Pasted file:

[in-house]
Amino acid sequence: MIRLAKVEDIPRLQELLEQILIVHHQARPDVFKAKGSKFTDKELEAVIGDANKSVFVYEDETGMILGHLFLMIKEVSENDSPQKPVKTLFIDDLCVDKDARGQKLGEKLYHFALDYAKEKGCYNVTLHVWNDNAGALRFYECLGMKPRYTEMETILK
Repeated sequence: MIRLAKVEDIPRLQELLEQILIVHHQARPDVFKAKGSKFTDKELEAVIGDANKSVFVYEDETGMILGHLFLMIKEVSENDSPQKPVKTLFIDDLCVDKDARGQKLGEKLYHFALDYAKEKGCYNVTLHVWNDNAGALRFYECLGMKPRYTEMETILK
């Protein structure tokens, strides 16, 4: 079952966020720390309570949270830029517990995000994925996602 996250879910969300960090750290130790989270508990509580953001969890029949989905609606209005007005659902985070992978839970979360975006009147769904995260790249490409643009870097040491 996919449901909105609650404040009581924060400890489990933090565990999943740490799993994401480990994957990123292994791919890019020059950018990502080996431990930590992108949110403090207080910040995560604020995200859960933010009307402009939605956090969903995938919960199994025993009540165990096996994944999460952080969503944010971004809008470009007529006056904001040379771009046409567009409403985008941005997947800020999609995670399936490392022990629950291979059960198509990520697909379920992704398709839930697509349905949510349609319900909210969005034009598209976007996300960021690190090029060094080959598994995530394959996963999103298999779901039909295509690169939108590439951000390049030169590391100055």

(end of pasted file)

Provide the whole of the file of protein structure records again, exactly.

[in-house]
Amino acid sequence: MIRLAKVEDIPRLQELLEQILIVHHQARPDVFKAKGSKFTDKELEAVIGDANKSVFVYEDETGMILGHLFLMIKEVSENDSPQKPVKTLFIDDLCVDKDARGQKLGEKLYHFALDYAKEKGCYNVTLHVWNDNAGALRFYECLGMKPRYTEMETILK
Repeated sequence: MIRLAKVEDIPRLQELLEQILIVHHQARPDVFKAKGSKFTDKELEAVIGDANKSVFVYEDETGMILGHLFLMIKEVSENDSPQKPVKTLFIDDLCVDKDARGQKLGEKLYHFALDYAKEKGCYNVTLHVWNDNAGALRFYECLGMKPRYTEMETILK
């Protein structure tokens, strides 16, 4: 079952966020720390309570949270830029517990995000994925996602 996250879910969300960090750290130790989270508990509580953001969890029949989905609606209005007005659902985070992978839970979360975006009147769904995260790249490409643009870097040491 996919449901909105609650404040009581924060400890489990933090565990999943740490799993994401480990994957990123292994791919890019020059950018990502080996431990930590992108949110403090207080910040995560604020995200859960933010009307402009939605956090969903995938919960199994025993009540165990096996994944999460952080969503944010971004809008470009007529006056904001040379771009046409567009409403985008941005997947800020999609995670399936490392022990629950291979059960198509990520697909379920992704398709839930697509349905949510349609319900909210969005034009598209976007996300960021690190090029060094080959598994995530394959996963999103298999779901039909295509690169939108590439951000390049030169590391100055």